Ever since I finished my paper, I’ve been trying to catch up on a lot of the films and TV series that I downloaded months ago. So far, I’ve only watched three films (because my addiction to The Sims 2 is taking over me), and I’m going to attempt to write my thoughts about them without spoiling the whole plot. Some very minor spoilers will still appear, though, so beware.
1. Insidious: Chapter 3 (2015)
Directed by: Leigh Whannell
Starring: Dermot Mulroney, Stefanie Scott, Angus Sampson
Length: 97 minutes
Something you should know before I review this film: I’m not really fond of the horror genre, unless a lot of people convince me that a particular horror film is worth watching, and never in my life would I want to watch any horror film at the cinema because I’m a wuss. So how did I come to watch the third installment of the Insidious franchise in the theaters? I’ll get to that later.
Onto the film: honestly, I had my ears covered and my eyes squinted for the majority of the film because, like I said, I’m a wuss. But compared to the other horror films I’ve watched, this one is a bit inferior because it seems to rely on jumpscares to set its mood. The suspense works perfectly, though, and the characters that were supposed to scare the audience actually scared me, so A+ for that.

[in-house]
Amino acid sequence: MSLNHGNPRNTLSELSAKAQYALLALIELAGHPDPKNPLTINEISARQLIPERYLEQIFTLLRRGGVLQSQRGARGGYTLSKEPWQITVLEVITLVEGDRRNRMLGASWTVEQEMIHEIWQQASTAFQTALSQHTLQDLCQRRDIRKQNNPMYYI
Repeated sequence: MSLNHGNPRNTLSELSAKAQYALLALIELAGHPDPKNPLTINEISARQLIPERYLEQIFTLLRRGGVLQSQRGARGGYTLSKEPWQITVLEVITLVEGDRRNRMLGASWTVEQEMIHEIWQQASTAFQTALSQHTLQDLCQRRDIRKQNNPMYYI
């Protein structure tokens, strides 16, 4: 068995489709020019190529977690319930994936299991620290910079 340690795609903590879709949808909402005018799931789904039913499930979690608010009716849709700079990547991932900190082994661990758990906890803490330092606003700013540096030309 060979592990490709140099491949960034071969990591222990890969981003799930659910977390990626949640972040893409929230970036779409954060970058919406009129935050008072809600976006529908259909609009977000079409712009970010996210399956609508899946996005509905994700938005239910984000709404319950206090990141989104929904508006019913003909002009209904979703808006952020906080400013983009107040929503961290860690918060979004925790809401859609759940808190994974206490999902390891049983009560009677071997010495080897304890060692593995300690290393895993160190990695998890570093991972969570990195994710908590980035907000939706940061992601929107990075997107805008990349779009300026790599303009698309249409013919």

The film has some emotional scenes from time to time and it actually blends well to the story, oddly enough. The scenes near the end were too cheesy for me, though, but I guess it’s a good tactic to assure the audience that things have finally fallen into place and they can now watch with ease…only to give them another scare. (I’m not counting this as a spoiler because so many films have already done this and I swear, if you watch that part of the film you’d no doubt expect another scare, too.)
So story time: my sister and I were supposed to watch Jurassic World in the theater, but the tickets were selling out fast and by the time we were at the counter, they sold out. The only other films that the cinema was showing were San Andreas and Insidious 3 and we felt that it would be a waste if we didn’t watch anything (because the cinema was about 40 minutes away from our house) so we picked the latter. Which, I now realize, is a wrong decision, especially if you have your own bedroom.
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2. The Secret Life of Walter Mitty (2013)
Directed by: Ben Stiller
Starring: Ben Stiller, Kristen Wiig, Sean Penn
Length: 114 minutes
When I first watched the trailer of The Secret Life of Walter Mitty back in summer 2013, I knew that it would be a beautiful film; I was not disappointed when I decided to watch it in December of the same year. About two years later (which is today), I decided to watch it again and it somehow just got better. I don’t know how, but it did.